A proposal for a national sales tax on Internet purchases has been submitted by Senator Ernest "Fritz" Hollings (D-SC) as the Sales Tax Safety Net and Teacher Funding Act. His bill would require the Federal Government to collect sales taxes on transactions that are currently exempt. Monies collected under this bill would be distributed to states for use in funding education. Hollings' bill attacks one of the serious problems with other attempts to garner tax revenues from Internet sales. There are 50 states, most of which have sales taxes, and over 700 local taxing authorities that might want a piece of the action, just as they now get it on retail sales within their jurisdictions. On-line merchants have protested that the record keeping necessary to collect and pay sales taxes would be overwhelming. However there are software products that now are used by companies that need to comply with multiple tax codes which could clearly solve most of this problem. The two largest vendors are Taxware and Vertex. In fact, Taxware is developing software that could be used to implement a proposal by Governor Michael Leavitt (R-Utah) that companies voluntarily agree to collect taxes and use a "trusted" third party to make distributions to the states. Hollings' bill essentially makes the U.S. Treasury that trusted third party.

The most important issue is probably the economic effect of taxing or not taxing Internet sales. States and localities argue that they suffer a loss of revenue that impacts their ability to provide services. Retailers argue that they are playing to a different, and more onerous, set of rules than are the Internet companies. Regions that are centers of E-commerce argue that sales taxes will depress the booming economy, and that the growth of the Internet economy will make up for any loss in retail tax revenues. Committed anti-tax politicians argue on principle against adding another tax. Every side has numbers to back up its claims; all are sketchy and inconclusive.

A study from the American Bar Foundation and Harvard Law School concludes that the fervency found in each of the competing positions is misplaced. The study concludes that "[t]he results suggest that the costs of not enforcing taxes are quite modest and will remain so for several years. At the same time, compliance costs are likely to be low and the benefits of nurturing the Internet diminishing over time." In such a situation, the study suggests, a continued moratorium is the best policy.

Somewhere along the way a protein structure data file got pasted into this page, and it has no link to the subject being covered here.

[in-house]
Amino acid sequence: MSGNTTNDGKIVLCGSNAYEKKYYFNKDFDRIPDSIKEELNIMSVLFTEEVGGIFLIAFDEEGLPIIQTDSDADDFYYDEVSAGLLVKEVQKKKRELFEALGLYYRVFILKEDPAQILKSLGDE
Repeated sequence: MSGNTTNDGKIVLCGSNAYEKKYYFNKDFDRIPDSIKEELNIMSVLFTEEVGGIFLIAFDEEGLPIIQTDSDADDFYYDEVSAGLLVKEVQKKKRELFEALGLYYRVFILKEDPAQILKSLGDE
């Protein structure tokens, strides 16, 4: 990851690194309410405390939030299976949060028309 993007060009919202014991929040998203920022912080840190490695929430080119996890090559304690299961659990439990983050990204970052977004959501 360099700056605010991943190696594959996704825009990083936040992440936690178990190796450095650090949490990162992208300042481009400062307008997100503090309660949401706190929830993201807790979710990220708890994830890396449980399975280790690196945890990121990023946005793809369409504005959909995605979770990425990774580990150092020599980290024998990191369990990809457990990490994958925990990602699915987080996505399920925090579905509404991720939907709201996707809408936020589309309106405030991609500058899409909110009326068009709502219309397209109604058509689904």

User Recommendations

We believe that some form of taxation of Internet transactions is inevitable. The rising Internet economy, even if it lasts, provides benefits that are substantially regional. Just as the tourist trade that benefits from the Los Angeles movie industry is only a few blocks from such economically deprived areas as Watts, the existence of Seattle's hotbed of Internet activity doesn't do much for lumber and paper workers who have lost jobs in other parts of the state. Similarly, there's no obvious place in Internet commerce for the majority of retail workers - and one in five American workers is involved in traditional retailing.

Companies that wish to engage in the policy debate should, in the short run, contact the ACEC; in the long run we believe their best strategy is to work for ways, perhaps along the lines of Senator Hollings' bill, that will make tax collection, when it comes, minimally intrusive.